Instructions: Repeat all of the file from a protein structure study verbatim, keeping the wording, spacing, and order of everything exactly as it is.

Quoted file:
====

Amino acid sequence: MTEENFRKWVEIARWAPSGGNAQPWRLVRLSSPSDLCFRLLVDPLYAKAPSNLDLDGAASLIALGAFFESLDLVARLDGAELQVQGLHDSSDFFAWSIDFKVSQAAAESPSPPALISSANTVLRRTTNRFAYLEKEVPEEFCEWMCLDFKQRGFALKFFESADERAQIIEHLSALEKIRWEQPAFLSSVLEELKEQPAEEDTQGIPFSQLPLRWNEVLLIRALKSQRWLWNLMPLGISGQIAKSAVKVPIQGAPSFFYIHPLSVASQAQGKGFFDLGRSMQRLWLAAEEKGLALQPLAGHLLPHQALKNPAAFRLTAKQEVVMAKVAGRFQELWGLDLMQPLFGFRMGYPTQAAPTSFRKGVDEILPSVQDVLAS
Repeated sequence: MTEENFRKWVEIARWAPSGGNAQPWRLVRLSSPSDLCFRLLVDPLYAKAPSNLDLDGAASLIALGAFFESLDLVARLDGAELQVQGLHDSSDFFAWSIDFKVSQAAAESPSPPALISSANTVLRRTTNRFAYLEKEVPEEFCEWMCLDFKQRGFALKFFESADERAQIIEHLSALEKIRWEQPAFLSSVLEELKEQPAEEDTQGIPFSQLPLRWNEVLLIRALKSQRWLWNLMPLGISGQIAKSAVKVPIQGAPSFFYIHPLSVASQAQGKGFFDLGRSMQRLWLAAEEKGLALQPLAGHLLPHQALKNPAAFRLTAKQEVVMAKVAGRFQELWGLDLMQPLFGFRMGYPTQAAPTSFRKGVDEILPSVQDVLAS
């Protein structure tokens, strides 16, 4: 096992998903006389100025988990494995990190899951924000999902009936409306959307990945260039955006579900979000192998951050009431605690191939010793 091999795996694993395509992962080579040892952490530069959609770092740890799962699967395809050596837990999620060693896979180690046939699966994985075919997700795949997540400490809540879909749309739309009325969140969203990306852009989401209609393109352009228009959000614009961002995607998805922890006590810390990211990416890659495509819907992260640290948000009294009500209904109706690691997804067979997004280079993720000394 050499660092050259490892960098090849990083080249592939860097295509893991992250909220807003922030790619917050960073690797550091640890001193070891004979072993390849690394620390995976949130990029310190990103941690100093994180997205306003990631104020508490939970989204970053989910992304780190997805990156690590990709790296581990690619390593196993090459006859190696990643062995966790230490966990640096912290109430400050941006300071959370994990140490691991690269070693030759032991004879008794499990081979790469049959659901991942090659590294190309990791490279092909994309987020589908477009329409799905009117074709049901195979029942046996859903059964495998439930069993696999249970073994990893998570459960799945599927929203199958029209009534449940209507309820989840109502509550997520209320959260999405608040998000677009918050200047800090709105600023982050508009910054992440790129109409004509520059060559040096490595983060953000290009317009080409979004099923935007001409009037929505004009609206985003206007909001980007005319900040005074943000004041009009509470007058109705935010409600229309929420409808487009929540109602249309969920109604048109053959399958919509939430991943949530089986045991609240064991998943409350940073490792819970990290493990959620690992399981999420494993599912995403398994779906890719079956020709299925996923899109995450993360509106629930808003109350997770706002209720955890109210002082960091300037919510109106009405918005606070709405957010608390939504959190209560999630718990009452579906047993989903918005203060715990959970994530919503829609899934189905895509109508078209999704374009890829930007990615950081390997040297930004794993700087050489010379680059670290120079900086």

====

Amino acid sequence: MTEENFRKWVEIARWAPSGGNAQPWRLVRLSSPSDLCFRLLVDPLYAKAPSNLDLDGAASLIALGAFFESLDLVARLDGAELQVQGLHDSSDFFAWSIDFKVSQAAAESPSPPALISSANTVLRRTTNRFAYLEKEVPEEFCEWMCLDFKQRGFALKFFESADERAQIIEHLSALEKIRWEQPAFLSSVLEELKEQPAEEDTQGIPFSQLPLRWNEVLLIRALKSQRWLWNLMPLGISGQIAKSAVKVPIQGAPSFFYIHPLSVASQAQGKGFFDLGRSMQRLWLAAEEKGLALQPLAGHLLPHQALKNPAAFRLTAKQEVVMAKVAGRFQELWGLDLMQPLFGFRMGYPTQAAPTSFRKGVDEILPSVQDVLAS
Repeated sequence: MTEENFRKWVEIARWAPSGGNAQPWRLVRLSSPSDLCFRLLVDPLYAKAPSNLDLDGAASLIALGAFFESLDLVARLDGAELQVQGLHDSSDFFAWSIDFKVSQAAAESPSPPALISSANTVLRRTTNRFAYLEKEVPEEFCEWMCLDFKQRGFALKFFESADERAQIIEHLSALEKIRWEQPAFLSSVLEELKEQPAEEDTQGIPFSQLPLRWNEVLLIRALKSQRWLWNLMPLGISGQIAKSAVKVPIQGAPSFFYIHPLSVASQAQGKGFFDLGRSMQRLWLAAEEKGLALQPLAGHLLPHQALKNPAAFRLTAKQEVVMAKVAGRFQELWGLDLMQPLFGFRMGYPTQAAPTSFRKGVDEILPSVQDVLAS
């Protein structure tokens, strides 16, 4: 096992998903006389100025988990494995990190899951924000999902009936409306959307990945260039955006579900979000192998951050009431605690191939010793 091999795996694993395509992962080579040892952490530069959609770092740890799962699967395809050596837990999620060693896979180690046939699966994985075919997700795949997540400490809540879909749309739309009325969140969203990306852009989401209609393109352009228009959000614009961002995607998805922890006590810390990211990416890659495509819907992260640290948000009294009500209904109706690691997804067979997004280079993720000394 050499660092050259490892960098090849990083080249592939860097295509893991992250909220807003922030790619917050960073690797550091640890001193070891004979072993390849690394620390995976949130990029310190990103941690100093994180997205306003990631104020508490939970989204970053989910992304780190997805990156690590990709790296581990690619390593196993090459006859190696990643062995966790230490966990640096912290109430400050941006300071959370994990140490691991690269070693030759032991004879008794499990081979790469049959659901991942090659590294190309990791490279092909994309987020589908477009329409799905009117074709049901195979029942046996859903059964495998439930069993696999249970073994990893998570459960799945599927929203199958029209009534449940209507309820989840109502509550997520209320959260999405608040998000677009918050200047800090709105600023982050508009910054992440790129109409004509520059060559040096490595983060953000290009317009080409979004099923935007001409009037929505004009609206985003206007909001980007005319900040005074943000004041009009509470007058109705935010409600229309929420409808487009929540109602249309969920109604048109053959399958919509939430991943949530089986045991609240064991998943409350940073490792819970990290493990959620690992399981999420494993599912995403398994779906890719079956020709299925996923899109995450993360509106629930808003109350997770706002209720955890109210002082960091300037919510109106009405918005606070709405957010608390939504959190209560999630718990009452579906047993989903918005203060715990959970994530919503829609899934189905895509109508078209999704374009890829930007990615950081390997040297930004794993700087050489010379680059670290120079900086």